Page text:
All in a Summer’s Day
Camp days are long for Tobin, sometimes twelve hours or more. Campers are on-site from eight until five, and he’s there before and after, plus activities with counselors some evenings. While camp is in session, Tobin spends the majority of his time riding his bike around Belle Isle keeping an eye on up to six different camps at a time.
Then there are after-camp duties many nights, plus all the time spent doing administrative work like schedules and payroll. “So my wife gives me a kiss in May and she says, ‘I’ll see you in September,’” he jokes.
Once the day gets going, Tobin says he tries to not interfere with the connections he sees happening. “I’m more of a stenographer of the magic that they create, and I try to help the next generation of staff learn from those things.” And that long line of campers turned counselors is a big reason why Passages has been so successful for so long.
Passages alum Michael Stratton met Tobin when he was a junior counselor and went on to help found the biking program at the camp. Stratton says he and Tobin bonded over their shared ability to problem solve. “He and I think alike. There were a lot of times we would just hang out after camp, look at a problem, and be like, ‘How can we solve this? What can we do?’”
Eventually Stratton and Tobin worked together to create the mountain biking program at Passages, something that was a goal of Tobin’s for many years.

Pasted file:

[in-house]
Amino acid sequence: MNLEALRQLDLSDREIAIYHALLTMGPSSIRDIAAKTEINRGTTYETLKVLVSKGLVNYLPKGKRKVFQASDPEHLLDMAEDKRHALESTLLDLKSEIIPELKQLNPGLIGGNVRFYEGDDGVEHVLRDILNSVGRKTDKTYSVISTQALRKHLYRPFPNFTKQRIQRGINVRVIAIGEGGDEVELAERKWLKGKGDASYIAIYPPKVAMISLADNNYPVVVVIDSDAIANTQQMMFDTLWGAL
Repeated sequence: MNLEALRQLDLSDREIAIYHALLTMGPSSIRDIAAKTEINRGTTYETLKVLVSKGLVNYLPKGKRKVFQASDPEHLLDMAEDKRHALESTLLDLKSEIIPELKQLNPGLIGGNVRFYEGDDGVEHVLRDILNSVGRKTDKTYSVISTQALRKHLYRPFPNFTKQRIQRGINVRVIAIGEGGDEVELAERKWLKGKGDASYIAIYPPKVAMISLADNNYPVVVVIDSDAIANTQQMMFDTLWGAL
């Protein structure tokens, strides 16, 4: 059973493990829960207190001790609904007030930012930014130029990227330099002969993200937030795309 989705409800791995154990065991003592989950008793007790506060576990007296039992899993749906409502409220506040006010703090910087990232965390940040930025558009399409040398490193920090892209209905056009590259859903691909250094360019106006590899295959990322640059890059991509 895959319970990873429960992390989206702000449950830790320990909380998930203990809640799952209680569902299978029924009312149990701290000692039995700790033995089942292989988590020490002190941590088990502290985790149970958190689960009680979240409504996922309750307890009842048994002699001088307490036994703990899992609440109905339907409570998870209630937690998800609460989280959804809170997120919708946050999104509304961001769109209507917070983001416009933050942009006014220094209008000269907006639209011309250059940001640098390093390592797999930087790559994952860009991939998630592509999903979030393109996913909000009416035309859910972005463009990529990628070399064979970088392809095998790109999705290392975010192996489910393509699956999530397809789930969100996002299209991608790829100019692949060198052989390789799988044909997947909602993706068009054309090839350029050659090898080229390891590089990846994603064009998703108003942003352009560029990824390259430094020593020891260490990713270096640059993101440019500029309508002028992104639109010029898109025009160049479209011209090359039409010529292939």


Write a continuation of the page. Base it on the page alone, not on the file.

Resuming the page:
How It All Started
Kevin Tobin has spent most of his life at summer camp. He started volunteering at a camp in Massachusetts when he was twelve and later spent summers at Camp Thunderbird in Richmond while he was studying engineering in college. After earning his degree, he made Richmond home. One of the big draws: the James River. Growing up in the Northeast, he wasn’t used to a river clean enough to swim in.
Today, the river is as much a part of Passages Adventure Camp as Tobin himself. “The James is dynamic, we always refer to it as The Mighty James,” he says, “and so we’ve got to know its character at every single level, and in every area, but it’s amazing to be there.”
After a few years at Camp Thunderbird and running programs at the YMCA, Tobin found a home at Passages as director and worked his way up at parent company Peak Experiences where he is now an owner.
Along with his full-time job at Peak Experiences, Tobin would find himself representing Richmond sports teams as their mascots, sometimes in exchange for marketing for the camp. During a stint as the Richmond Renegades’ alligator, Tobin repelled from the ceiling of the Richmond Coliseum in a 35-pound costume, unclipped from his gear, and skated around the ice. “I’m from Massachusetts, and grew up playing pond hockey and could skate,” he explains.
Outside of camp, Tobin is an athlete himself, competing in marathons, ultramarathons, triathlons, mountain bike races, and adventure races. It’s not uncommon for him to bike more than twenty miles from his home in Ashland to work in Richmond.
The home Tobin shares with wife Michelle and sons Jameson and Liam is a log cabin he built on the property that was once a farm on his wife’s side of the family. His family shares his love for the outdoors. Both sons are now counselors at Passages. Tobin says they had to go through the same intense process as every other candidate before getting the job.
Making Things Go